For her exhibition at LUX, Clark has produced a new single-channel piece which draws on the material of her exhibition Ligature at DOCUMENT in Chicago earlier in the year and which questions the relationship between bodies (both animate and inanimate) and sounds, between touching and hearing, between sound and the haptic – problematizing the notion of the body as an instrument and that of the object as a fetish. For Clark, who is interested in redrawing the line of animancy, the body is a vessel, both literally and figuratively. Rocks are presented as a beautiful and terrifying phenomenon. Clark is particularly drawn to rocks that make sounds, rocks that sing with the wind, or that resonate like a bell when struck with a hammer such as those in Ringing Rocks, Pennsylvania in the central segment of the film. Conceived for the intimate space of the gallery “black box”, The Glass Noteis a visceral work that heightens the senses.
“The Glass Note re-contextualizes seemingly unconnected elements – fragmented bodies, statuary, a beach marred by a storm, a virtual ocean, the phenomena of lithophonic stones, empty bear cages at an abandoned zoo, a chair that served as a hearing aid – to understand the body’s permeability and to extend the sensorial beyond the corporeal. Playing with notions of “thrown voice” and the untrustworthy image, sound and image commingle, animate, and touch each other, exploring cinema’s inherent ventriloquism.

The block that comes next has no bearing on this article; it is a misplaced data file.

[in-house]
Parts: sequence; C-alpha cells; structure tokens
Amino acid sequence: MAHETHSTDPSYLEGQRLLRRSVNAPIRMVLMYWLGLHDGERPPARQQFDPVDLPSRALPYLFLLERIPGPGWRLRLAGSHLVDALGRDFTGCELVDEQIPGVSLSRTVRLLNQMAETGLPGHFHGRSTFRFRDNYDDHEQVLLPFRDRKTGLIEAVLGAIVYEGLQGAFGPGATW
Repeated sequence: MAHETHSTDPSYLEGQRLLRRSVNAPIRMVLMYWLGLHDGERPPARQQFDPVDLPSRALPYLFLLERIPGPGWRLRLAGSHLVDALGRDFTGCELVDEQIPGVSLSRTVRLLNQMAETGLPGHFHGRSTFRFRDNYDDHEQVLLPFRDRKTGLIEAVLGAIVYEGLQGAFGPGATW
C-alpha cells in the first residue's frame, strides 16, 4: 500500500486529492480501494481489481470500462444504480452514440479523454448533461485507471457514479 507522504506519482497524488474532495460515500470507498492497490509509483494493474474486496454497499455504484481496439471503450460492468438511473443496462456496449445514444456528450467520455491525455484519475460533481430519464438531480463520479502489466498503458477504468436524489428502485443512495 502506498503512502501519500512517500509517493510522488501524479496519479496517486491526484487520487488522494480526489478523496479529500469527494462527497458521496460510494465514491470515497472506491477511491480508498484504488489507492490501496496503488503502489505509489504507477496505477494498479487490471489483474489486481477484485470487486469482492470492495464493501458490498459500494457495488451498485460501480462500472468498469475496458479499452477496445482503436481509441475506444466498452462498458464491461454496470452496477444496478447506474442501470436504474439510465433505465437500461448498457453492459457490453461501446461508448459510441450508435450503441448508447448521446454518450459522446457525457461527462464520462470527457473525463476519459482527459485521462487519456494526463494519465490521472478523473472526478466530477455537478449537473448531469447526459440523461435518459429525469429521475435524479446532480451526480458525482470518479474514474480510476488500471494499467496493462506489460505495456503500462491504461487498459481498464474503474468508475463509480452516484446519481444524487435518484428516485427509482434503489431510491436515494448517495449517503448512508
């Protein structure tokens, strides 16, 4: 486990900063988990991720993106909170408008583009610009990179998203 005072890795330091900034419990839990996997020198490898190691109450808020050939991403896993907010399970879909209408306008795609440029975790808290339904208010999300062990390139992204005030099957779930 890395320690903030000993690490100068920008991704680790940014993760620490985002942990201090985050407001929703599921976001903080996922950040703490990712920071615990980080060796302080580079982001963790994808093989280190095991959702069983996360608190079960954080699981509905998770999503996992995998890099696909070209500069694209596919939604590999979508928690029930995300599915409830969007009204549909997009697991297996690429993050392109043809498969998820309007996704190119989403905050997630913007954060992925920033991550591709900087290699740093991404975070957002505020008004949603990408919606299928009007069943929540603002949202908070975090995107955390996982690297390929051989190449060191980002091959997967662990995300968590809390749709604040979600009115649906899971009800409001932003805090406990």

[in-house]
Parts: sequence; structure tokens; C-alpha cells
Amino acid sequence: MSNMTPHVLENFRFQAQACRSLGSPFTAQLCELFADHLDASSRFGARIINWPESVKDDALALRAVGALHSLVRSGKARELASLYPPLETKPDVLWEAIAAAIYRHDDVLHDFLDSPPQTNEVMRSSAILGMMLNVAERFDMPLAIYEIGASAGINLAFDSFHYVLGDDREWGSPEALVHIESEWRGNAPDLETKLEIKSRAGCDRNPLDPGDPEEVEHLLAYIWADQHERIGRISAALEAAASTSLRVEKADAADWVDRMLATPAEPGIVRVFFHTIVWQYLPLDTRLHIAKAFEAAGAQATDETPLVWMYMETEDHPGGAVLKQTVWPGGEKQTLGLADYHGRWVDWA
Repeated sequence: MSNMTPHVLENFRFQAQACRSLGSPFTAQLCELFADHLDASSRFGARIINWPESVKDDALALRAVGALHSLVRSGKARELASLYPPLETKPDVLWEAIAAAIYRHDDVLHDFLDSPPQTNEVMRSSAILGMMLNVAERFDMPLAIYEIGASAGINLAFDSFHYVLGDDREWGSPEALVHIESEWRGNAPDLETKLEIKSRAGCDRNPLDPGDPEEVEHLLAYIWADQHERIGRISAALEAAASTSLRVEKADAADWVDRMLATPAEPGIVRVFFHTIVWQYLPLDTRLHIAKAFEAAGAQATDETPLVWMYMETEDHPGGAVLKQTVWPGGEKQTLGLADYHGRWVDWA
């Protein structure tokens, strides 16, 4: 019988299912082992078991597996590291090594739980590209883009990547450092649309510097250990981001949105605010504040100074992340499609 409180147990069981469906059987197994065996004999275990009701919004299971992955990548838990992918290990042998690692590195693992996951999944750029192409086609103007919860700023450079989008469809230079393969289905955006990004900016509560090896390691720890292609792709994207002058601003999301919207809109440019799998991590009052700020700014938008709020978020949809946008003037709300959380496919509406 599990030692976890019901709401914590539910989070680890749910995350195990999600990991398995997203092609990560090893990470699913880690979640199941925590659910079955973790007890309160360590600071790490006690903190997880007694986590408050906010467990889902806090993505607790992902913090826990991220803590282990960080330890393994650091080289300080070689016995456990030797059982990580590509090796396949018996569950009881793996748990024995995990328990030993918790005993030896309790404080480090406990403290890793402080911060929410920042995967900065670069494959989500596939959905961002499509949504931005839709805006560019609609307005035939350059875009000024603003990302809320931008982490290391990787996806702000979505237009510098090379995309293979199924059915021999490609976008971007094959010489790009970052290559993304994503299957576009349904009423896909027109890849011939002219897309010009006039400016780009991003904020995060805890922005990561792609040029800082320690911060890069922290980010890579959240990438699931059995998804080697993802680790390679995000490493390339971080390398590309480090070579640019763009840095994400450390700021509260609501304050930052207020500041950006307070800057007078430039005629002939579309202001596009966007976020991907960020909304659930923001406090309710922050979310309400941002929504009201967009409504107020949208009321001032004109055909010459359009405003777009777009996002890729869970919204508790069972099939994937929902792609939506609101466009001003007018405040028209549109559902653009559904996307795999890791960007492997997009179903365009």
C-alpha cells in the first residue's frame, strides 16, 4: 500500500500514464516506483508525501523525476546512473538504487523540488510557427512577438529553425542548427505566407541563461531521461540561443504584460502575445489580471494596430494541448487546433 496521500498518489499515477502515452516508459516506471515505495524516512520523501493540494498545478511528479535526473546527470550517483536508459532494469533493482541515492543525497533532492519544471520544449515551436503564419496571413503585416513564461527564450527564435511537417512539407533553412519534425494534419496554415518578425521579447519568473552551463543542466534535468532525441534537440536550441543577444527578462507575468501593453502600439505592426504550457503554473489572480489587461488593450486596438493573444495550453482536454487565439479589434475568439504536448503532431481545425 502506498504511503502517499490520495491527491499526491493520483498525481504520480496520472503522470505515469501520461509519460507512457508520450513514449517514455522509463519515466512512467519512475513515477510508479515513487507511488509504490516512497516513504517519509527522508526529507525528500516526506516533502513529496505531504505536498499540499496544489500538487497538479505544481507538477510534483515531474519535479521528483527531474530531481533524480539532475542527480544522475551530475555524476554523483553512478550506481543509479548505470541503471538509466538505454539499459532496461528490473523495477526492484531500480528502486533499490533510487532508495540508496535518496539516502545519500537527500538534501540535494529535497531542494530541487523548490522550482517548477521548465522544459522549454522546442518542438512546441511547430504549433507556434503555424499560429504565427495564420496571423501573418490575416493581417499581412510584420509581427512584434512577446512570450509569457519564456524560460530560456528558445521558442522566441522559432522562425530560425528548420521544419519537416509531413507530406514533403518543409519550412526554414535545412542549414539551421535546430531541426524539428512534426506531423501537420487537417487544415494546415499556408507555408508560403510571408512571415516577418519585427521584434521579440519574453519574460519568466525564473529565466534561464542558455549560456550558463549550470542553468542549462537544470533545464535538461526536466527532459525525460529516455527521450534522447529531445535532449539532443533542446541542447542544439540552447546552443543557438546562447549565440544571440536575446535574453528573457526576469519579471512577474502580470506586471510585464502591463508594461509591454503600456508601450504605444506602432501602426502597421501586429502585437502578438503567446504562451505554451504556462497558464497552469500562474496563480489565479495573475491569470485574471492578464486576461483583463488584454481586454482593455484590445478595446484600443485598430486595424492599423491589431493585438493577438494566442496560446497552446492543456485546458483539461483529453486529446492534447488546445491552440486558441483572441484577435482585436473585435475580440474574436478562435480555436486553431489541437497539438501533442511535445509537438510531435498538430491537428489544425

The text that runs through the video references Ann Desclos’ Story of O, a blog post on statue burnishing etiquette, and a poetic description of an encounter with King Joao VI’s acoustic throne.” (Mary Helena Clark)
Mary Helena Clark is an artist working in film, video, and installation. Her work uses the language of collage to explore dissociative states through cinema, bringing together disparate subjects and styles that suggest an exterior logic or code. Using the transportive qualities of cinema – rhyming sound and image, the constructed spaces of montage – her films explore shifting subjectivities and the limits of the embodied camera. Clark makes enigmatic, associative, oneiric films that propose cinema as both a trance-like and transparent experience. As Federico Windhausen has pointed out, her films “convey an itinerant, searching quality, while also being grounded in the representation of particular places”. Clark’s films demand to be listened to with as much attention as they are seen; sound in fact often provides both an anchoring point and a clue, suggesting states of connectedness and detachment